Scientific writing as emergent from scientific activity
Scientiﬁc writing as emergent
from scientiﬁc activity
Leslie Atkins Elliott (Boise State)
Kim Jaxon (Chico State)
what do you want to
how to assign, evaluate and
provide feedback eﬃciently on
writing assignments in content-
intensive science classes with
30+ students, for which writing
is just one of many types of
assignments required for the
“Understanding the concept
of energy means, in part,
understanding what kind of
idea it is and what kind of
intellectual pursuit it
(Hammer, Goldberg & Fargason, 2012)
This is an often-ignored
challenge for instruction: not only
engaging students with the core
content of our disciplines, but
with the intellectual pursuits in
which that content has value and
“The rule applies only when there are fewer than two outs, and there is a force play at third base. In these
situations, if a fair ﬂy ball is in play, and in the umpire's judgment it is catchable by an inﬁelder with ordinary
eﬀort, the umpire shall call "inﬁeld ﬂy;" the batter will be out regardless of whether the ball is caught.
If "inﬁeld ﬂy" is called and the ﬂy ball is caught, it is treated exactly as an ordinary ﬂy ball; the batter is out,
there is no force, and the runners must tag up. On the other hand, if "inﬁeld ﬂy" is called and the ball lands
fair without being caught, the batter is still out, and there is still no force, but the runners are not required to
tag up. In either case, the ball is live, and the runners may advance on the play, at their own
• The rule was ﬁrst introduced in 1895 by the National League in response to
inﬁelders intentionally dropping pop-ups to get multiple outs by forcing out
the runners on base, who were pinned near their bases while the ball was in
the air. At that time, the rule only applied with one man out.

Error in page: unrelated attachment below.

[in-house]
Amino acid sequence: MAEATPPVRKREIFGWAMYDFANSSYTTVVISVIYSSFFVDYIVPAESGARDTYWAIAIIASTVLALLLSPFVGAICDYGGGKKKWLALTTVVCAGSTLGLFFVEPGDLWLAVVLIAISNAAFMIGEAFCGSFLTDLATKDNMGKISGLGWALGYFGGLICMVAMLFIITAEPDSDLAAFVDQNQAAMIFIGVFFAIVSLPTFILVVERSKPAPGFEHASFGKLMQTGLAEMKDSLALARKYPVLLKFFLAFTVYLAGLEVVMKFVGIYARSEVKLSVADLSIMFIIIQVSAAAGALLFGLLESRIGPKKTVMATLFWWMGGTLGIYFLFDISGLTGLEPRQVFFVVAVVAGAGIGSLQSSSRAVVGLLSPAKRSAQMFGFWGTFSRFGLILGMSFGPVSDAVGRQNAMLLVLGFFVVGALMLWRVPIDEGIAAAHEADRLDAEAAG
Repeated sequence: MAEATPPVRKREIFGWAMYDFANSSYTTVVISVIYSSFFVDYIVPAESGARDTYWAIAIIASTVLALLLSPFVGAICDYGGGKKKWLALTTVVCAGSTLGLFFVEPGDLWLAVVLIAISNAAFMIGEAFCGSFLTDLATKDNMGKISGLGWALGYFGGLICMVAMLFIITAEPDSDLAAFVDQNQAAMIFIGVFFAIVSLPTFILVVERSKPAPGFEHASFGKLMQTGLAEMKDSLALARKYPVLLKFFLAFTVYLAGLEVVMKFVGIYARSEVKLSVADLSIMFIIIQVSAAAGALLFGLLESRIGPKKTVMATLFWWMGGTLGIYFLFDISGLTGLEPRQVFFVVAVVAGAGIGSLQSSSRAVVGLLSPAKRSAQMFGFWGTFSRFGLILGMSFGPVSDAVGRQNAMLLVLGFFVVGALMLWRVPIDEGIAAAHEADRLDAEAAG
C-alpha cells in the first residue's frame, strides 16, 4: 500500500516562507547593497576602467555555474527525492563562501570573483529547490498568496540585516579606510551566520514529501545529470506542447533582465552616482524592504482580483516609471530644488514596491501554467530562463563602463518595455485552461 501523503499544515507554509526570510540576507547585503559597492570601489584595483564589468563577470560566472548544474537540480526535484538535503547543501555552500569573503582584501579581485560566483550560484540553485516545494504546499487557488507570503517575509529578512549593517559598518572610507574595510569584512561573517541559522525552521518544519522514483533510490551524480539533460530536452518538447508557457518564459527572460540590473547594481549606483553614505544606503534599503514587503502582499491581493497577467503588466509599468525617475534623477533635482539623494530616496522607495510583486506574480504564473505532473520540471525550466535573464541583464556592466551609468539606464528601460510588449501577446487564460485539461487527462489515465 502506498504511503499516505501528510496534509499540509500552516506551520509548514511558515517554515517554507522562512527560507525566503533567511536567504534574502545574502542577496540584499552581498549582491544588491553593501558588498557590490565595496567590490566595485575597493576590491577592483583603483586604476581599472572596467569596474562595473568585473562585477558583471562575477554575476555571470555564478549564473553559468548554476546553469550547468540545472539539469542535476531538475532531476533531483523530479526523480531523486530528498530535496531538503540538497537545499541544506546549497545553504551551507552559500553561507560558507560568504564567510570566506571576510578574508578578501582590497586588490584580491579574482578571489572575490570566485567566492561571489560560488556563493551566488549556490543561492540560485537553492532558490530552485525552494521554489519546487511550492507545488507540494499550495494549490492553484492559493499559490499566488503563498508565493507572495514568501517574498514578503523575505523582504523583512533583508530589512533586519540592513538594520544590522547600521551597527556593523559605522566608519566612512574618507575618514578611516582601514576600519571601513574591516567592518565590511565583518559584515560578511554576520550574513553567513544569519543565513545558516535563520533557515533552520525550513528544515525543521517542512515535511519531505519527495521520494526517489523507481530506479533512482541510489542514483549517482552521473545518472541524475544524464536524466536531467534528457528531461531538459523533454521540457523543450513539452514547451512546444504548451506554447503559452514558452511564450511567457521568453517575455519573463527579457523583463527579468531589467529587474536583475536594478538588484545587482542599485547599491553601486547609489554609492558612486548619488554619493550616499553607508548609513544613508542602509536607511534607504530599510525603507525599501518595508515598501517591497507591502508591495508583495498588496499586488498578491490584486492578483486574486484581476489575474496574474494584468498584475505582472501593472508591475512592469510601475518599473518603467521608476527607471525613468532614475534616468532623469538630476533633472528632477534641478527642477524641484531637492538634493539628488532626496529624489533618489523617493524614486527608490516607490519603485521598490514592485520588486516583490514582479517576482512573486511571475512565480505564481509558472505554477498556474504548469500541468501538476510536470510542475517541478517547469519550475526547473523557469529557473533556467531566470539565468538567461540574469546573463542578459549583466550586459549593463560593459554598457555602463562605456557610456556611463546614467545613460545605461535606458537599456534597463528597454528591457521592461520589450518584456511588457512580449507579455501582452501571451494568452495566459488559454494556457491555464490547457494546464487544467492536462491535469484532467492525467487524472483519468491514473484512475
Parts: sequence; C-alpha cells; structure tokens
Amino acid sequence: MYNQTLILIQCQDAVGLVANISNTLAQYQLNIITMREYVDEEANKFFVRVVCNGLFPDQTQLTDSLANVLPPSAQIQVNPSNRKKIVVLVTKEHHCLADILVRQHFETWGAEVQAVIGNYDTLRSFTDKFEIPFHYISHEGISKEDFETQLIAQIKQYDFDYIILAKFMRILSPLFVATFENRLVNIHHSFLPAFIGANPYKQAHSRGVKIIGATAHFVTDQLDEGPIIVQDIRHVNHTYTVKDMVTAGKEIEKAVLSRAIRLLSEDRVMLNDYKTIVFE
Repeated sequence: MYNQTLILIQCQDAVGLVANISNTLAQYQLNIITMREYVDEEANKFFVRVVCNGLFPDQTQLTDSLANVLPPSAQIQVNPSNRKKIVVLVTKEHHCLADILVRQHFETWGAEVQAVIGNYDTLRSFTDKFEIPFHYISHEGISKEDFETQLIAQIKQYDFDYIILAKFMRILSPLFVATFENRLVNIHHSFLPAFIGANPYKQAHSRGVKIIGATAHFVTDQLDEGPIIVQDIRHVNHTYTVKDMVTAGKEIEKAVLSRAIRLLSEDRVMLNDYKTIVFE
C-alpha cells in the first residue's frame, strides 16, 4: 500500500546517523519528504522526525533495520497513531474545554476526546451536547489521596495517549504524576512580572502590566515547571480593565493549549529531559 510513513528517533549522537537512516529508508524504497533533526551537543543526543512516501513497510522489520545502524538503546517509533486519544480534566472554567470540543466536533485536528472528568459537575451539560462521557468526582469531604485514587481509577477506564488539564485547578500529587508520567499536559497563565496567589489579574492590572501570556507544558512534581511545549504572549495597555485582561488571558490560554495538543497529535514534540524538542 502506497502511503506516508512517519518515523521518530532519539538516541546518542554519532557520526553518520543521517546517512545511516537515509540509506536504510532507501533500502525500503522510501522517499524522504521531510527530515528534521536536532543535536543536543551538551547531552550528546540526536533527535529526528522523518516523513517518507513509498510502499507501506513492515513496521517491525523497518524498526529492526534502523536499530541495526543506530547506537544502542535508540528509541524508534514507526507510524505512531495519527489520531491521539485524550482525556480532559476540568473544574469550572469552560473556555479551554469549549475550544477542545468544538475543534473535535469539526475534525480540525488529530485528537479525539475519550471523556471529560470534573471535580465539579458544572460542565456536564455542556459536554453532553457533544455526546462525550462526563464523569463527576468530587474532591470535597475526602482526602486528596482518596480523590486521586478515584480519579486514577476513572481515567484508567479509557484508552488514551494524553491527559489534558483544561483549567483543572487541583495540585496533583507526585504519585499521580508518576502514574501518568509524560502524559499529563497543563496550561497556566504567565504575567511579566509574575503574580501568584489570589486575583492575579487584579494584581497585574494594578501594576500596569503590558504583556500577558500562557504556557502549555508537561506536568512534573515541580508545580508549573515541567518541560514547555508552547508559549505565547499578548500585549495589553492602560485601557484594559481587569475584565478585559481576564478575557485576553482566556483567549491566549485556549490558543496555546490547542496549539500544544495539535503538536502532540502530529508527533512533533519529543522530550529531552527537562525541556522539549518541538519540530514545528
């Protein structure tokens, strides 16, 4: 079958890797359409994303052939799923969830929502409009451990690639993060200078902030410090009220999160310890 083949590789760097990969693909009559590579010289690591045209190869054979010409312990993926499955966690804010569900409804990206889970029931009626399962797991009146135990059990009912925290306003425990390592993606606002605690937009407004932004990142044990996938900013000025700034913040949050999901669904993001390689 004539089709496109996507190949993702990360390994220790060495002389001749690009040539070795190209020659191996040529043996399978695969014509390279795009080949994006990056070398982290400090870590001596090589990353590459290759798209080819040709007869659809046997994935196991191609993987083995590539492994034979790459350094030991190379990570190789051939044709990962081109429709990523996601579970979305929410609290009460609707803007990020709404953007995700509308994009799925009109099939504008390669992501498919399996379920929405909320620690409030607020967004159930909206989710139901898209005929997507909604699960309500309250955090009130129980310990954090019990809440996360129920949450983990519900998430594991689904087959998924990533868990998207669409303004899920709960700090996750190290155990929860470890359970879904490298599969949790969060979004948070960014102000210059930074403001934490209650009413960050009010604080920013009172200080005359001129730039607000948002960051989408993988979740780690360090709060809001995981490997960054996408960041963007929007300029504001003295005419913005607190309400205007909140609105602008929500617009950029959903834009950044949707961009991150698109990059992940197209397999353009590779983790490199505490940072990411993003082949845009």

• The current rule came into eﬀect in 1901. It was amended in 1904 to not
apply to line drives, and in 1920 to not apply to bunts.
• The inﬁeld ﬂy rule is not in eﬀect if there is no runner on second base.
Provided the batter runs to ﬁrst base, the greatest beneﬁt the defense could
achieve by intentionally letting the ﬂy ball drop untouched is to force out the
runner at second rather than the batter, resulting in a runner on ﬁrst base
either way. However, if the batter is signiﬁcantly slower than the runner, the
defense may elect to let the ball drop untouched and achieve the force play,
replacing the runner at ﬁrst base with the batter.
in case you’re interested in the inﬁeld ﬂy rule...
inﬁeld ﬂy rule as “functionally emergent” from
an “inﬁeld ﬂy rule” from physics:
• Focal Point: The focal point of a lens or mirror is the point in space where
parallel light rays meet after passing through the lens or bouncing oﬀ the
mirror. A "perfect" lens or mirror would send all [parallel] light rays through
one focal point, which would result in the clearest image. (amazingspace)
• ... but that “clearest image” is not in focus at the focal point.
• ... nothing is in focus at the focal point.
• What problem does this solve in
• Can I engage students with
• What kinds of questions led the
discipline to develop this idea?
• Is this about calculation?
• What ideas and questions precede
• Do I need to engage students
with some other task ﬁrst?
• What other, similar ideas should be
teased apart from this idea?
• Should I anticipate
disambiguating this concept
from related ones?
caveat: that the pursuit should be an intellectual pursuit and not a “school” pursuit.
Why might someone want to know if a number is closer to another number?
“If it is a teacher asking the question it is to help [you] learn. If
your mom or dad asks the question it is also [to] help you learn. If
anybody asks you the question it is to help you learn.”
• we don’t pursue ideas related
to focal points so that we can
write about focal points
• writing supports that pursuit:
we use writing to do things in
the world - what are those
• how does writing show up as a
way to support students in
doing those things?
Writing is not the
pursuit: geology is
• lab notebooks
• “back of the envelope”
• notes in the margins of an
• emails to colleagues
• sketches of an experiment
• ...examples from geology and
• ﬁrst: these all “count” as writing and writing
instruction and precede the paper; they
incorporate feedback from the instructor and
• homeworks: build towards more formal papers
• ﬁnal papers
so far... notebooks, whiteboards, “posters,” social
media: what about papers?